Within the past few years a new local anesthetic known as nupercaine has been introduced into this country. In Europe the same substance is known as percaine. It is recommended as producing anesthesia of prolonged duration. It is much more toxic than procaine, but, owing to the high dilutions in which it is possible to use nupercaine, the relative toxicity is about equalized.1 Chemically, nupercaine is known as the hydrochloride of the diethylethylenediamide of butyloxycinchoninic acid, and its structural formula is as follows: It is not related to procaine, which is the monohydrochloride of para-aminobenzoyl-diethylaminoethanol. It is colorless, odorless, easily soluble in water or saline solution and is precipitated by alkali. Nupercaine is also recommended by the manufacturers for the relief of pruritus and is put up for that purpose in the form of an ointment of hydrous wool fat and petrolatum, containing a 1 per cent nupercaine base.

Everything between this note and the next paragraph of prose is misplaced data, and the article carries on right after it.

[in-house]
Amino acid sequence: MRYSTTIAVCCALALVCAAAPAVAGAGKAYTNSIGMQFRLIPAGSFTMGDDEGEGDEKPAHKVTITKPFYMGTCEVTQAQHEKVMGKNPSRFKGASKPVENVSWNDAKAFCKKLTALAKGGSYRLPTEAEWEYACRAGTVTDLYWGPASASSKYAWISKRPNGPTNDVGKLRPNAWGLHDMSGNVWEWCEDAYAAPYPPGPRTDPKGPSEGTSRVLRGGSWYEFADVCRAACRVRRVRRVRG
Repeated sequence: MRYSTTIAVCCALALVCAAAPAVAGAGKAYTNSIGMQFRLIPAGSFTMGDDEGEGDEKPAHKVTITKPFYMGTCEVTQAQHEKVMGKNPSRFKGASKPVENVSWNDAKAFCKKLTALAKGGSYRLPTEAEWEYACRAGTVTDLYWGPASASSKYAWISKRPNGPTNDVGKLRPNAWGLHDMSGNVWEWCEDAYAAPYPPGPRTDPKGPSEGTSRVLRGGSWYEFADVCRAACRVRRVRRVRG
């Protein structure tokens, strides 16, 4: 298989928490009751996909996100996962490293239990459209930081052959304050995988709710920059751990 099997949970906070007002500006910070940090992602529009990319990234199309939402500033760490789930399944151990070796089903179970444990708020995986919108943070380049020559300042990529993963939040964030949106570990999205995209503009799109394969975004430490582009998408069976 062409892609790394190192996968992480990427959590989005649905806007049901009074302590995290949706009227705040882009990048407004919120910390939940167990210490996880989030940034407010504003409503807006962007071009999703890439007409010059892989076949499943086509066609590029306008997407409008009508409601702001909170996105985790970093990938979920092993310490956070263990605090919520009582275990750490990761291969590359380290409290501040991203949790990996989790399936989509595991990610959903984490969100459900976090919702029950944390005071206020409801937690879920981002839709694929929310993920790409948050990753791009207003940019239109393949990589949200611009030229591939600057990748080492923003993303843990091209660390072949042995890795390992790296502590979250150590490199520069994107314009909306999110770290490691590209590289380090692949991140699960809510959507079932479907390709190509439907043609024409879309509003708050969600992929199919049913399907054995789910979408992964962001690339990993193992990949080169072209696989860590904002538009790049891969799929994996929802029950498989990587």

Fanburg SJ. DERMATITIS DUE TO NUPERCAINE. JAMA. 1933;101(1):30–31. doi:10.1001/jama.1933.27430260001010a
Coronavirus Resource Center
Customize your JAMA Network experience by selecting one or more topics from the list below.
Create a personal account or sign in to: